Later he concluded the session by making them listen to a talk by Marina Abramović on art and artist.

We thank our Mentor for giving us his valuable time and hope these sessions were a great learning experience for our students.

Session 3: Learning is based on what changes and not what remains the same……….

As the clock struck 4 the students started trickling in, one after the other. By 4:15pm everyone was sitting in front of their respective works, thinking what more was needed in their works. While some didn’t like a few things they had done in the previous session, the others seemed content and were giving the finishing touches.

In the meantime, our Mentor Puneet  Kaushik  had been keenly watching their reactions to their works. He did not intervene unless called upon, as he did not wish to interrupt their thinking process.

 

As the session progressed there were several exchanges of ideas and suggestions between the mentor and the students. Students continued to meticulously work on their pieces , pondering over what to add more and what to remove…………………all this while our mentor kept a close watch on all of them while helping them “Finish” their work.

By 5pm when most had “Finished” their works, and seemed content with it, they turned to Puneet for his critique………But they were all astounded, by what Puneet had in store for them…………

After working for 10 long hours on a work, they were supposed to select a 5×8 inch rectangle out of their entire work, and cut it out!!!!!!!!!!!!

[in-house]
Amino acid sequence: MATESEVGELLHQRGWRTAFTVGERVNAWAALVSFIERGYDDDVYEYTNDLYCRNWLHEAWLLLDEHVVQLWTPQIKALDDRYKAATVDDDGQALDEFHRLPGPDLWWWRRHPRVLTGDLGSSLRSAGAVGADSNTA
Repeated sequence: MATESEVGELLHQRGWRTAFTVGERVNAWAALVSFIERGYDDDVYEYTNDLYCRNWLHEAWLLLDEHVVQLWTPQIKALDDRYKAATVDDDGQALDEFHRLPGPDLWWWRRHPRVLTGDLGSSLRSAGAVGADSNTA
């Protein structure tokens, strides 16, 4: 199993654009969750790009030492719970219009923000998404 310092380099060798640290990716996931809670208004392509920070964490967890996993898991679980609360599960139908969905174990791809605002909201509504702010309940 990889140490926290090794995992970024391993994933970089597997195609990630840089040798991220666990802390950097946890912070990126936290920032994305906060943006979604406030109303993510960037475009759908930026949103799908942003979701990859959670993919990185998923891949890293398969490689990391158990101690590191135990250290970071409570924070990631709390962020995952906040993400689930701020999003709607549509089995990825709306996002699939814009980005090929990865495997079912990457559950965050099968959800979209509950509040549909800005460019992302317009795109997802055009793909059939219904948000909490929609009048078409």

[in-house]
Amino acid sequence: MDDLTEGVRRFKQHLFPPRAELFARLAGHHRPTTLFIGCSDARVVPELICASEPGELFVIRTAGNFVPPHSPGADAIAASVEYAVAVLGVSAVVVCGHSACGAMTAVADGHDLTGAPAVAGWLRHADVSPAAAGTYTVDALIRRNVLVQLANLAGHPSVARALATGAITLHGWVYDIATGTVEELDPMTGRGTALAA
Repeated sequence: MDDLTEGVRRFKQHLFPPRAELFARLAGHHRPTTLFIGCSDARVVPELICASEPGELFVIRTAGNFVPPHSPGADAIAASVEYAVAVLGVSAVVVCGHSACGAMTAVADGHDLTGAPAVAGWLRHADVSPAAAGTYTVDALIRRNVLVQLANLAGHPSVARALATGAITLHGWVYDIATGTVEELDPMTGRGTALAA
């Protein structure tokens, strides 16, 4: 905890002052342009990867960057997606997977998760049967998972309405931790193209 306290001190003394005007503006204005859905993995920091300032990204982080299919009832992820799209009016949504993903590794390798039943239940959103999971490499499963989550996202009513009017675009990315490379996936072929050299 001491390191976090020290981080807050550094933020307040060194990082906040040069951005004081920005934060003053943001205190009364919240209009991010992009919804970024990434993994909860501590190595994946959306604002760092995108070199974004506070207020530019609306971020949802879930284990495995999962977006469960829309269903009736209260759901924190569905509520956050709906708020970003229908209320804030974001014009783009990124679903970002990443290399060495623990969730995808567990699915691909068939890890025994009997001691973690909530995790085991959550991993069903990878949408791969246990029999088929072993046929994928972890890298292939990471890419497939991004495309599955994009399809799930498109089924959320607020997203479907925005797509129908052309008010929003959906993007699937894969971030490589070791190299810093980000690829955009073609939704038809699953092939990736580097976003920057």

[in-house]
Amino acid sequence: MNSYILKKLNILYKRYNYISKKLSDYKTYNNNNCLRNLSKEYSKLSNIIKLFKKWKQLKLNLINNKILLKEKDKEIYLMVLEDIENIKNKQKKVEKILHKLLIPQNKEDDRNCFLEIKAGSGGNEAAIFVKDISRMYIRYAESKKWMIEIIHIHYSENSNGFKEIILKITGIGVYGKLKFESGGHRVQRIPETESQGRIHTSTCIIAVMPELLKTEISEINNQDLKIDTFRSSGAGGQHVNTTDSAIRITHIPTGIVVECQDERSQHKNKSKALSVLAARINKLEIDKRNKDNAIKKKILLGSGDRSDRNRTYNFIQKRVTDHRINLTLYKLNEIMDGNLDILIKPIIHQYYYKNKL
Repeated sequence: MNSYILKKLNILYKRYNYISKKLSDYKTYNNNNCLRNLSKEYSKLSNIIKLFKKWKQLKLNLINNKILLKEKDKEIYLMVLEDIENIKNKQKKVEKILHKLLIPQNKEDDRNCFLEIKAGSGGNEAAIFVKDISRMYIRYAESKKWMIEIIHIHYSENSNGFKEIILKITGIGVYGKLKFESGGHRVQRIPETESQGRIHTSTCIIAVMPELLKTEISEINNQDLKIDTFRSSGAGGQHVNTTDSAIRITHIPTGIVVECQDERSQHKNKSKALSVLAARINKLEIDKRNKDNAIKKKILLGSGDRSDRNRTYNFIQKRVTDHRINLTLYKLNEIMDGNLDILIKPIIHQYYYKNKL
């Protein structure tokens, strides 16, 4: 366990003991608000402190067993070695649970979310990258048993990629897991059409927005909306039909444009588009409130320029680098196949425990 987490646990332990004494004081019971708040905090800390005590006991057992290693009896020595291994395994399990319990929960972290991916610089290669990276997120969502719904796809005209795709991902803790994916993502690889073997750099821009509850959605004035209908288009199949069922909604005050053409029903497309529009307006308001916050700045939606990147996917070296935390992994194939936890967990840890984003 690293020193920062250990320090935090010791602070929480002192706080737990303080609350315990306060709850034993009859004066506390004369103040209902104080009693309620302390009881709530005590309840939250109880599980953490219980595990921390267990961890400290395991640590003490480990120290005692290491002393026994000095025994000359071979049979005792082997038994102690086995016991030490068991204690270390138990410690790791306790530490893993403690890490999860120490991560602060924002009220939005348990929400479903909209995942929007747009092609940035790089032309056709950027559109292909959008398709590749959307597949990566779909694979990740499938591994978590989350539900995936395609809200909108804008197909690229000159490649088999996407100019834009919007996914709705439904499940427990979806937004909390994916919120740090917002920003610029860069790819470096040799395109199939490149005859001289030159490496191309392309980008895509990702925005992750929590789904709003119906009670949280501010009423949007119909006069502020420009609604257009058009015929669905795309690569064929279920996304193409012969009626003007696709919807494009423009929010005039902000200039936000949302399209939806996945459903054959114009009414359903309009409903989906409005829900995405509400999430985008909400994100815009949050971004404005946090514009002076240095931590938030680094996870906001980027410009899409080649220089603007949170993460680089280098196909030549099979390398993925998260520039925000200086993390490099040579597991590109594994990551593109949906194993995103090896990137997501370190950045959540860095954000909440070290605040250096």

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These revelations lead to many debates:

How can one destroy their own work?

Is cutting a piece, equivalent to destroying a work? Or editing a work?

Can they not make many works out of this one work?

What makes them say this is complete and that would be incomplete?????????

 

Likewise, the trail of questions and counter questions continued, the session gave the students a lot to ponder over, and they began looking at their works with a fresh perspective, through an 8×5 inch frame.

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It would be interesting to see what will they come up with tomorrow?

Day 2…

The drill started sharp at 11 am, with students walking in with excitement…..

They knew they had to finish their un finished works…

They had been asked to cut a square piece out of the two works they had done and interchange them by sticking “what I am?” on to “what I am not?” and vice versa, which they immediately did.

 

And just when they thought the work was done………

 

Then the Mentor asked them to cut images out of the magazines that they had been asked to get, because, now, they had to use the cuttings to join the two separate works that the each child had done.

That meant there still was a long way to go, before the work could be deemed complete……….

Students spent 4 straight hours meticulously cutting, pasting, weaving, and stitching……….. Brainstorming over what they had to take what they did not.

 

Some of them finished their works baring one or two.

But those who think their work is almost done, they might need to think over ……… because, we never know what our Mentor has in stock for them for the next session??????